RESPONSIBLE RECRUITMENT STANDARD/PILLAR
8. EMPLOYMENT STATUS IS RECOGNISED & REGULAR WORK IS OFFERED | LP*
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What's Required:

WORKERS ARE EMPLOYED/ENGAGED IN A FORMAL AND LAWFULLY RECOGNISED RELATIONSHIP APPROPRIATE TO THEIR WORKING ARRANGEMENTS AND THEY ARE OFFERED REGULAR WORK.

Why it Matters:

Employing or engaging workers in a formal, appropriate and lawfully recognised relationship and offering them regular work is:

  • Good for workers: by providing appropriate entitlements, and job and income security
  • Good for clients and recruiters: because it supports worker job satisfaction.

Labour Users may require workers on a temporary, contingent and flexible basis depending on the type of work and sector they operate in; workers may be needed at short notice and requirements may change frequently. To accommodate for this, recruitment businesses/teams may employ or engage workers in a relationship that is informal, illegal or does not reflect the actual working arrangements. This limits workers’ rights, entitlements, protections and job security. For example, workers may:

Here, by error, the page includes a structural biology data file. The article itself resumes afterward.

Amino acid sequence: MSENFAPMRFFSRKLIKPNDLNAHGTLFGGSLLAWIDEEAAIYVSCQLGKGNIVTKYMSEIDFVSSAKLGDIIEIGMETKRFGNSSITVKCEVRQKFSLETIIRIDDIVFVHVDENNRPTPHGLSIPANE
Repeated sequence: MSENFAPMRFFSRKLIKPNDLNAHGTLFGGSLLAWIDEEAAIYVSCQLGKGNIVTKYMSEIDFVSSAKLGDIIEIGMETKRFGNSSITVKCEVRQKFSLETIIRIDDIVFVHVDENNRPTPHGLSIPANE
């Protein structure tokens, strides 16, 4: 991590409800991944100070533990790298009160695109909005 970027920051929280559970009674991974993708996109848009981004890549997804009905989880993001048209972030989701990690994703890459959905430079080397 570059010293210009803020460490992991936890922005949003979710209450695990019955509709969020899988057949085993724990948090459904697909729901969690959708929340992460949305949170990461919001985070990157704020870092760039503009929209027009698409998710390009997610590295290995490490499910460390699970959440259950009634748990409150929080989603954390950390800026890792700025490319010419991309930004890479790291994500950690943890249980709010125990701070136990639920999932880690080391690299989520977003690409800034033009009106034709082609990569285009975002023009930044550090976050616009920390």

• Not be given a formal employment/engagement contract
  • Be working (or be offered) less work than they are able, available and willing to work (referred to as underemployment)
  • Be notified of available shifts at very short notice and/or when they do arrive, the work may be cancelled altogether without pay.

The impacts on workers can be severe, for example, workers may:

  • Be unable to earn a living wage
  • Be unable to make financial decisions/investments (for example, they may be ineligible to apply for a mortgage)
  • Be unable to plan their time and sustain a healthy work-life balance
  • Feel less able to report issues and access remedy and therefore be more vulnerable to unethical practices.

As a result, workers may feel stressed and less valued and therefore less motivated, less productive and could be more likely to quit. A business may also find it more difficult to attract the quantity and quality of workers required.

To ensure workers employment status is recognised and appropriate, a Labour Provider should have an effective management system to ensure that their employment relationship for all workers is legally recognised and work collaboratively with Labour User clients to ensure that, as far as is practicable, workers are offered regular work in a fair and non-discriminatory way.

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